1996 is both exactly what I remembered it being and nothing like it being. It’s exactly what I remember in that it’s awful musically and nothing like I remember in that it’s a weird bad. Like I thought all the grunge gods were done in 1996. Nope, they had hits though nothing I’m high on. I thought pop and rock were a lot stronger but there’s a haze over them. Great year for rap until the end. What was big is just bad. The Macarena was the biggest song of the year. I want to stress we went from the utter poetry of Gangsta’s Paradise as the biggest song of the year to a sexist dance song. Boo.
I want to point out this was the list where basically every relisten knocked a song off. There were so many songs I adored that I put on for a relisten and rejected hard. Nostalgia is nice but if I can’t tell you a song is actually better than something I hated earlier, I’ve gotta be honest. I think we’ll see that a lot from here on out. I’m putting my nostalgia to the test. If songs make it here, they survived it.
On a personal level, the spring of 1996 kicked off about a three year long depression episode that really didn’t fade until summer 1999. I was 12 when it started. I hope that sounds as staggeringly bleak as it was to live through. Thankfully there’s this.
Oasis- Champagne Supernova. I’m really sorry Oasis will only ever dwell here. They made great stuff. But they’re runners up.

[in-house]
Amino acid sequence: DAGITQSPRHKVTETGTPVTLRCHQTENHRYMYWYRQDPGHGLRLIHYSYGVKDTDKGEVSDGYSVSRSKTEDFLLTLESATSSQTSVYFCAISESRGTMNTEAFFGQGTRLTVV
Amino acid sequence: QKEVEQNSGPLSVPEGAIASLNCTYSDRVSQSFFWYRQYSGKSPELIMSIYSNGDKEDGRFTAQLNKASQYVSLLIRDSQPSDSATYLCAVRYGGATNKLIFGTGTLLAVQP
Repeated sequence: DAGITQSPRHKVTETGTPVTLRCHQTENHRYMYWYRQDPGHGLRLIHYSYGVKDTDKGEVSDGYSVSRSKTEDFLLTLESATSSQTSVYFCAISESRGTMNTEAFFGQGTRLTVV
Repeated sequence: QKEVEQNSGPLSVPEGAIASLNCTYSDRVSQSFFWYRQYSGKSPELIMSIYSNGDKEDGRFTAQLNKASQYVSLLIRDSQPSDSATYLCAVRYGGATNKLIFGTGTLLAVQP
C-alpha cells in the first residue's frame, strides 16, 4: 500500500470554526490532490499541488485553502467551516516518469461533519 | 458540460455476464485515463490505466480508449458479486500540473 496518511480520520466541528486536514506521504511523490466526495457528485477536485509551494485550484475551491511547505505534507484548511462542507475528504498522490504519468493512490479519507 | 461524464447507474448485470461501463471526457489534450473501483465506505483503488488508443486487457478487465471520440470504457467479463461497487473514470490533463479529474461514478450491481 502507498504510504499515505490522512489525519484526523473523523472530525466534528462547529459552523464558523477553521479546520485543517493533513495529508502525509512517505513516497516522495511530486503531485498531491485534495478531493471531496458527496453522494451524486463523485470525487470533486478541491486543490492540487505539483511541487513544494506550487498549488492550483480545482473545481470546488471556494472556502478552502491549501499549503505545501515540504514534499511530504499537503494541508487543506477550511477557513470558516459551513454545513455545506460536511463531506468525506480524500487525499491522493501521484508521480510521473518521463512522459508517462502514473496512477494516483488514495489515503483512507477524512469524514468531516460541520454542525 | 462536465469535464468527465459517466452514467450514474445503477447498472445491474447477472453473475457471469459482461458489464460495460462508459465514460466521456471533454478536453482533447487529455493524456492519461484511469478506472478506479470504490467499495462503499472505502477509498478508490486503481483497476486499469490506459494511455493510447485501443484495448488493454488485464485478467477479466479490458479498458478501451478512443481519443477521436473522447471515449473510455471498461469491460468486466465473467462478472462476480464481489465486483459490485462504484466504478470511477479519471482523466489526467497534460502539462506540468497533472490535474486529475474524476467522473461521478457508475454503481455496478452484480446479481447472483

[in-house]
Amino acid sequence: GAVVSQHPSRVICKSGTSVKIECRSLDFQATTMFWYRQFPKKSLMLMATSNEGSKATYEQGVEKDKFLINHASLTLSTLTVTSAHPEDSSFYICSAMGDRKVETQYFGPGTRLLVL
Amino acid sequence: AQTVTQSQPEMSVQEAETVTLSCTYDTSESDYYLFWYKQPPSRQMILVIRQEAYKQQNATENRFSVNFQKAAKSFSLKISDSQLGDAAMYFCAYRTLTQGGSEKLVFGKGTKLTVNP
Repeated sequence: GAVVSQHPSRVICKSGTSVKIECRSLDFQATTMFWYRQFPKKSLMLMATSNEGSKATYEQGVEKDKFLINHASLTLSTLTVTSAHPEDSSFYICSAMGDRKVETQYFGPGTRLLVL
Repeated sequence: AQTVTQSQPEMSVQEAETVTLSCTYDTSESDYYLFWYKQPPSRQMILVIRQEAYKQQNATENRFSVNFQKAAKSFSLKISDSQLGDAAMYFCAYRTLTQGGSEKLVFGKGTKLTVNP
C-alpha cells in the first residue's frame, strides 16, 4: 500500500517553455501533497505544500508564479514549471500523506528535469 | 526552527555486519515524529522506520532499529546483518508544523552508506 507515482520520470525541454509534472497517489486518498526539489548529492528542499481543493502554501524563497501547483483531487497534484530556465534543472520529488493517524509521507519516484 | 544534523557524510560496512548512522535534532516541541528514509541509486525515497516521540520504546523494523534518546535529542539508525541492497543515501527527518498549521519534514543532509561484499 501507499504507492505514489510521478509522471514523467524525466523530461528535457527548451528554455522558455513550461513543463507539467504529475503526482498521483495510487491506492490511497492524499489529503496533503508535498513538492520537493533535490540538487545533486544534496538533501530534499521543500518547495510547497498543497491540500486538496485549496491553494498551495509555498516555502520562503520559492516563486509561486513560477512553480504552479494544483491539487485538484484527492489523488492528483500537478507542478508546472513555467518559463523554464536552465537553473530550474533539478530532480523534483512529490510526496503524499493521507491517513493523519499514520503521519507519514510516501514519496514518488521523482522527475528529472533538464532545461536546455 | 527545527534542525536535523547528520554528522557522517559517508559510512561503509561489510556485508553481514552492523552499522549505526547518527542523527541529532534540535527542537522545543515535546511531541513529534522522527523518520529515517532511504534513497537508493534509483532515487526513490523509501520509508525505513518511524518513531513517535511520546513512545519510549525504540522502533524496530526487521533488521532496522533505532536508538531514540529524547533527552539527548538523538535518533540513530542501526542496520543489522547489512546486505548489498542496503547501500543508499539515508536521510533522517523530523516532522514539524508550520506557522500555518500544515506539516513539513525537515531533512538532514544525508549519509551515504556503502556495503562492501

Journey- When You Love A Woman. I really wish I could justify this on the list. The lyrics are dreck. But it still sounds so soaring.
Green Day- Brain Stew. Green Day will keep being a thing on this project until it ends. I’m telling you now. This is impossibly tight.
Van Halen- Humans Being. The last great Van Halen song. A sad epitaph to a band on its way to burning out but this still showed they had it.
The Cardigans-Lovefool. So that nobody asks where it is. I like the song a lot. I prefer My Favorite Game btw. This feels of a trilogy with I Love You Always Forever and Mouth. Bouncy foreign but English speaking blonde pop hits in the fall of 1996. This is the really good one of those.
Context is needed for this one. I had Pam Tillis’ album All of This Love. I was, I stress, a weird kid. And I really loved it. There were some crummy novelty songs that were of the type that always infects country but much of the album had a poetry to it I loved. Would I listen to it now? Probably not. I’ve played a few songs on it as an adult and mostly ok is how I’d call them. But this one holds up. For pretty sad reasons.
10 Pam Tillis- It’s Lonely Out There. Kicking off a list that kicks off a three year depression period with a song about breaking up written by two writers who were actually ending their marriage is probably the darkest thing I can possibly do. But I’ll stress there’s a lot of very happy music coming. It ain’t this. This feels real and it has to with the context. This is Tillis and cowriter Bob DiPero accepting that they’re taking a huge risk walking away from everything. And then they did because that’s reality. A heartbreaking song.